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Positions for obstructive lung conditions

In obstructive lung disease, such as COPD, asthma or bronchiectasis it takes longer to empty your lungs. The airflow is slower because the disease makes the airways narrower or the lungs less elastic.

Because breathing out is slower, the person may need to breathe in again before they have emptied their lungs. This is called hyperinflation or gas-trapping and makes breathing uncomfortable.

Try our suggestions to reduce breathlessness in obstructive lung conditions

Stand leaning forward

Stand leaning forward (figure 1) lean from the hips, with your forearms resting on something at the right height, such as a chair or kitchen work surface.

When you’re out and about, you could lean on a walking stick or a frame with wheels. If you’re shopping, use your supermarket trolley.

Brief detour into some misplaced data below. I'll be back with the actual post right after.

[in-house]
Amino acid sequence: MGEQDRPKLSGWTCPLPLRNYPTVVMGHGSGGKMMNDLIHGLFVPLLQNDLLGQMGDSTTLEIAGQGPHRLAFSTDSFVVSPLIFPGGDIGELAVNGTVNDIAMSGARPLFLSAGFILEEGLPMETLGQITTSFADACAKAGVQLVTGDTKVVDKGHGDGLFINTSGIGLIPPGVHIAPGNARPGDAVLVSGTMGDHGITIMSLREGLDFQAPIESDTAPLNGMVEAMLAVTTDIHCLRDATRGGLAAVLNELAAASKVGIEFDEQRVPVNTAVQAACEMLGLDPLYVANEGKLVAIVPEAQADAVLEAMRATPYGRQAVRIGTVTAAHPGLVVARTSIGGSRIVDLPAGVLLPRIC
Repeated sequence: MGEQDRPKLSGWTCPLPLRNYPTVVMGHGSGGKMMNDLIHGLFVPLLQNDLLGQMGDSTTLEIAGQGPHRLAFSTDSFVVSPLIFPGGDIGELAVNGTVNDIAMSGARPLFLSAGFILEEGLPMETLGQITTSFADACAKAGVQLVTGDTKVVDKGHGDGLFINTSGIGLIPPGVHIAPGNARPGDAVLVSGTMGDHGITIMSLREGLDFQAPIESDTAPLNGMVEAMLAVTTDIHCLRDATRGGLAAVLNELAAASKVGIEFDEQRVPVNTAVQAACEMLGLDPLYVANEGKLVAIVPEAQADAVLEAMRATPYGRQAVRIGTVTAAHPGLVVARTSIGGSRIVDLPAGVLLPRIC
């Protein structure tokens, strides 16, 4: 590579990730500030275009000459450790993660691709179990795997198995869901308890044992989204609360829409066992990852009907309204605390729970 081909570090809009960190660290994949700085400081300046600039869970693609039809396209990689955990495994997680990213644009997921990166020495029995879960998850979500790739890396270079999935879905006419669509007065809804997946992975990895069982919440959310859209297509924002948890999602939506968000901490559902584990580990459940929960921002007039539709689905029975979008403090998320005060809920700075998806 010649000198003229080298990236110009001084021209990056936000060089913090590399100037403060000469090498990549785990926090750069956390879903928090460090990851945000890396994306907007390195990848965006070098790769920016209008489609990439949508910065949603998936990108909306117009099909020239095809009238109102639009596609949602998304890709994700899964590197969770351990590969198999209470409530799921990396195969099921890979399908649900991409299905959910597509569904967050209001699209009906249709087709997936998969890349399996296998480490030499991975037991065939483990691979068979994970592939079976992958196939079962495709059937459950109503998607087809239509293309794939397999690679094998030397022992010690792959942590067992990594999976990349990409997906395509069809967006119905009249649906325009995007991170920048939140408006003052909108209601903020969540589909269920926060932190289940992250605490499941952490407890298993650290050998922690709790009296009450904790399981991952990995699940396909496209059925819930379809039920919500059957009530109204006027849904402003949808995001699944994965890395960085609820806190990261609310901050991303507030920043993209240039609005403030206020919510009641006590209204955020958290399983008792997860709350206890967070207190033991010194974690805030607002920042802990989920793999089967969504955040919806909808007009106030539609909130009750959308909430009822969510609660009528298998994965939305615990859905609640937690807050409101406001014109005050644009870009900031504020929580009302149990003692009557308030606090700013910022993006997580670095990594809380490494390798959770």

Obstructive breathlessness positions
figure 1

Sit leaning forward

Sit leaning forward (figure 2): lean resting your elbows on your knees

figure 2

Sit leaning forward at a table

Sit leaning forward at a table (figure 3): rest your head and arms on pillows on a table when you’re really short of breath.

Obstructive breathlessness positions sitting with table
figure 3

Side lying with leg on the floor bent at knee

Lie on your side with pillows under your head (figure 4). Make sure the top pillow supports your neck. Slightly bend the knee of the leg you are lying on, with your top leg straight. Having your legs apart may also help. This position can help when you’re breathless when you’re resting, such as when your symptoms flare up.

figure 4

Download our breathlessness information (PDF, 582KB)

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Download our breathlessness information (PDF, 582KB)

Last medically reviewed: November 2020. Due for review: November 2023

This information uses the best available medical evidence and was produced with the support of people living with lung conditions. Find out how we produce our information. If you’d like to see our references get in touch.